Nearly a third of the way into the free-bus-ride experiment here in Asheville, it’s still too early to tell what, if any, lasting impact the program will have on the number of people using city buses. But I am willing to jump on board with the principles behind the program right now.
It’s exciting to see a public program in Asheville that embraces the ideas of reducing the cost to consumers, simplifying processes and setting deadlines on public investment.
Regardless of what happens with the buses, I applaud this change of direction by the Asheville City Council. In fact, I’d like to see the city expand this approach to other policy areas. Here are a few suggestions.
Why doesn’t City Council drastically reduce Asheville’s property-tax rate? This might inspire more people to build or buy within the city limits rather than out in the county. That, in turn, would spur even more revitalization of downtown and other nearly blighted areas without having to bribe businesses with incentives or taxpayer-underwritten grants.
It would also protect longtime city residents who are on fixed incomes or are low on the economic ladder from having to sell off their homes due to ever-increasing tax bills. The boom of new and refurbished homes, combined with a lower turnover rate of residents, would increase the value of land in the city even more over time — thus boosting the tax base.
The demand for property would also inspire denser development in older buildings or on underused land in the city. If Asheville’s property-tax burden were more competitive for investors, the city could grow “up” rather than “out.”
Just as reducing the bus fares increases ridership, reducing property taxes increases quality homeownership, property retention and home-improvement investment.
The free-bus-fare idea treats all passengers the same. I say let’s apply the same principle to education funding.
Right now, not all the money earmarked for schoolchildren in Asheville is following those students to the schools they attend. Instead, the Asheville City Schools are keeping moneys that should rightfully go to other local educational institutions.
But shouldn’t the people actually teaching the child get the money to buy books and classroom supplies? If the child home-schools, that community investment should follow them home. If the child goes to Rainbow Mountain School, the investment ought to go there too.
Let’s treat all children the same and not put social litmus tests on how we disburse education funding locally. Either we invest in children’s education across the board, or we stop pretending that we do.
Remember the lawsuit won by the Francine Delaney School a few years back? The ruling entitled the charter school to a share of the school-tax revenues, fines and forfeitures parceled out to public-school districts, yet Asheville still won’t release those same funds to Evergreen and ArtSpace, the other two charter schools in Buncombe County.
I saw this situation up close when I served as board chair for ArtSpace. We were outraged that, despite the judge’s ruling in favor of Francine Delaney, the city schools insisted on getting paid for kids they didn’t teach. Let’s follow the bus-fare example and treat everyone the same.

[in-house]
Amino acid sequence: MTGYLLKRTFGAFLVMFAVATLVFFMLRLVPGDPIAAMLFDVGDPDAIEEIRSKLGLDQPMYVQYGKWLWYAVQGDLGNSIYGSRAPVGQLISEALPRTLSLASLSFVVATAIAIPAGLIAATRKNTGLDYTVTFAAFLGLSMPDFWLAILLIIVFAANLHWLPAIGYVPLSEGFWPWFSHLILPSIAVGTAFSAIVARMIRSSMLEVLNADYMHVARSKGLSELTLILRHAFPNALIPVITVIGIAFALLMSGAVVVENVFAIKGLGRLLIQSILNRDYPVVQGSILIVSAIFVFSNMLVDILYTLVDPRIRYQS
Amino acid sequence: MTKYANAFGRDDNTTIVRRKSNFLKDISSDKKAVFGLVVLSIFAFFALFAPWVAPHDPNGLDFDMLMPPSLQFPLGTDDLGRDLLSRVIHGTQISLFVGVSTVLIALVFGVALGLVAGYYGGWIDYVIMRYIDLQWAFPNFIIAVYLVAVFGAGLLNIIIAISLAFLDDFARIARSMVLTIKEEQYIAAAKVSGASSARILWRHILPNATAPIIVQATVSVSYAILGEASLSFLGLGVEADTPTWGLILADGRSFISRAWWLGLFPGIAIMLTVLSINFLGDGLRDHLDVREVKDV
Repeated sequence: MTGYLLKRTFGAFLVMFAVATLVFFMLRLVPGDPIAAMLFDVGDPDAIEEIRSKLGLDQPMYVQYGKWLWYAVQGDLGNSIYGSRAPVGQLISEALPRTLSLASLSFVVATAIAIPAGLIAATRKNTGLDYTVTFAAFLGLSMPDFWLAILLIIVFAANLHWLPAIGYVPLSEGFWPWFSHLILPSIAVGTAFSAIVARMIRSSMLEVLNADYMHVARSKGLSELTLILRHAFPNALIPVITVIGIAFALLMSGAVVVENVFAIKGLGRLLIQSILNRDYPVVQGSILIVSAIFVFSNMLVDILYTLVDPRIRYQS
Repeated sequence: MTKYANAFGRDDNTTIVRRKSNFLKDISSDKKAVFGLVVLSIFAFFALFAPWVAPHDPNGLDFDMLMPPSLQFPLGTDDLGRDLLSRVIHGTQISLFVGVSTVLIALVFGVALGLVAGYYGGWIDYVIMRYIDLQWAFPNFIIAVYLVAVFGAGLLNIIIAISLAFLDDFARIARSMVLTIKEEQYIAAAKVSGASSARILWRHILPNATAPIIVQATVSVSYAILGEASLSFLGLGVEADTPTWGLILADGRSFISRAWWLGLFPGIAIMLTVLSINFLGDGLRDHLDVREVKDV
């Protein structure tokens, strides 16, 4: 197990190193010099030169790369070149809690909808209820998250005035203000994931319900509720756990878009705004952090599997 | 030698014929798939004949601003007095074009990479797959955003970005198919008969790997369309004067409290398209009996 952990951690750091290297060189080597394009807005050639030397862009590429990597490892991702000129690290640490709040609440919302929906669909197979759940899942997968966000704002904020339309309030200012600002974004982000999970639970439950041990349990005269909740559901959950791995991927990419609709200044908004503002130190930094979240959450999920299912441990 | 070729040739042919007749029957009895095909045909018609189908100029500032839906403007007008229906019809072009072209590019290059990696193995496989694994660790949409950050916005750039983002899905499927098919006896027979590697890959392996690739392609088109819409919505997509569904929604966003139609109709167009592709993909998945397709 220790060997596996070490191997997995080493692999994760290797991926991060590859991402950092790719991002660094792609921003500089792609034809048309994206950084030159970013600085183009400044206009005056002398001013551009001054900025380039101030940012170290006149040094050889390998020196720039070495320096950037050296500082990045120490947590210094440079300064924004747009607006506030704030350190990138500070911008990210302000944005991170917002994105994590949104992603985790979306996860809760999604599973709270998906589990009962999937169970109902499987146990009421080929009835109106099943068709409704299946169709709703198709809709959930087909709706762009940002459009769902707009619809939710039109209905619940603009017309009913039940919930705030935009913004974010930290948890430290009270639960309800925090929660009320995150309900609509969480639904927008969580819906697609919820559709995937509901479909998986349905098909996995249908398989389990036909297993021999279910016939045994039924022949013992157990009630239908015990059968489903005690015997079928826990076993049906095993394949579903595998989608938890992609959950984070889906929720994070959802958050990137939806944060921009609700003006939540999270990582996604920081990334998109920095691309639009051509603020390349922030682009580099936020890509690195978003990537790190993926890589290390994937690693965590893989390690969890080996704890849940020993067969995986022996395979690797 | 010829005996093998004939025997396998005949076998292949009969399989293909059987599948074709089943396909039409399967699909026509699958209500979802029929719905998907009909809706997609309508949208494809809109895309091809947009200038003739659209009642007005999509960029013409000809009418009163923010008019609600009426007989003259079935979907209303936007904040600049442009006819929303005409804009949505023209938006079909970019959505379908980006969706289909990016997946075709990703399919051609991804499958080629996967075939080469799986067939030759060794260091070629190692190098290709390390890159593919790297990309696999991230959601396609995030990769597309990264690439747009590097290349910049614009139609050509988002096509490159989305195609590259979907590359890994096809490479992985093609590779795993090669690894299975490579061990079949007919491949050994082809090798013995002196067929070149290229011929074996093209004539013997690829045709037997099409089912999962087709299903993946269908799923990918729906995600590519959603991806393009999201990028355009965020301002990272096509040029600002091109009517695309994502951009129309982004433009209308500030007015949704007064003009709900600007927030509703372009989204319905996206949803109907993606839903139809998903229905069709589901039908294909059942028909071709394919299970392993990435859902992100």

The rationale behind the free-bus-fare program is that taxpayers will wholly underwrite the cost of the service for a set amount of time, encouraging the public to use it more and thus realize what an asset it is. Once that awakening has occurred, the thinking goes, the expanded ridership will generate enough revenue so that mass transit will no longer require such drastic and ever-increasing public subsidies.
Great idea! Let’s do the same with nonprofits that get money or other support from local taxpayers’ pockets. Set a deadline for the “free service” of taxpayer funding of any individual nonprofit. Once that time has expired, the group either stands or falls on its own. Because, just as with the buses, if the need is really there and people get the chance to experience the benefits, they’ll support the project, right? If they don’t, then I guess it means the need wasn’t really there after all — and we scrap the program or greatly reduce it.
Unified Development Ordinance
One of the most appealing things about the free-bus-fare program is its simplicity. No matter who you are, no matter where you need to go, you can hop on that bus and it will take you to your destination … eventually. And no matter how far you need to go, it will cost the same: nothing.
I wish the same thing could be said about Asheville’s Unified Development Ordinance. There’s nothing simple about this monster. It doesn’t cost everyone the same amount to comply, it doesn’t always get you to your destination, and it sometimes even brings you to the wrong place — and you have to start the ride all over again.
Meanwhile, as some Asheville neighborhoods have learned all too well, the law doesn’t really protect anything. If the right company or developer knows how to work the system, they can get what they want, “unified development” be damned.
Consider this: The entire Declaration of Independence plus the U.S. Constitution, the Bill of Rights and every amendment passed over the last 200 years don’t come close to matching the page count of our UDO. Let’s simplify our regulatory system for development in Asheville. It may not be easy to change the way the city does things, but knowing what’s the right thing to do is pretty simple.
And now that a Council majority has adopted this new line of thinking, the sky’s the limit. City Council should apply these same principles to other local issues too: the Civic Center, water rates, forced annexation and maybe even drum circles. Then maybe more than just bus rides will truly be “free” in Asheville. And I’m not talking about dollars — I’m talking about liberty.
[Matt Mittan hosts “Take A Stand!” on WWNC-AM, Monday through Friday from 3-6 p.m. The show’s Web site is www.MattCave.us.]